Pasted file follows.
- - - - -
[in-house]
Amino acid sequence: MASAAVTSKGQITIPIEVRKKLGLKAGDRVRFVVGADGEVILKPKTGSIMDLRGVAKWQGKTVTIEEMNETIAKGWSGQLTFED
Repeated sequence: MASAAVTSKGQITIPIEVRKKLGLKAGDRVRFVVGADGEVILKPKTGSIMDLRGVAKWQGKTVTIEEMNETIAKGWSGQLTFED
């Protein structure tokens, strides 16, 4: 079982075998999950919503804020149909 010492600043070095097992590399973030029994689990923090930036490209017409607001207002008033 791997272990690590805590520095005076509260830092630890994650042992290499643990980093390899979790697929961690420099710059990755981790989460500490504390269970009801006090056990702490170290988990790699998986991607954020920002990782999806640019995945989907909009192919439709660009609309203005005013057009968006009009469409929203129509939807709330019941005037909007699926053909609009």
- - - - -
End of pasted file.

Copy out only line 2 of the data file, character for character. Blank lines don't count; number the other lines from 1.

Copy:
Amino acid sequence: MASAAVTSKGQITIPIEVRKKLGLKAGDRVRFVVGADGEVILKPKTGSIMDLRGVAKWQGKTVTIEEMNETIAKGWSGQLTFED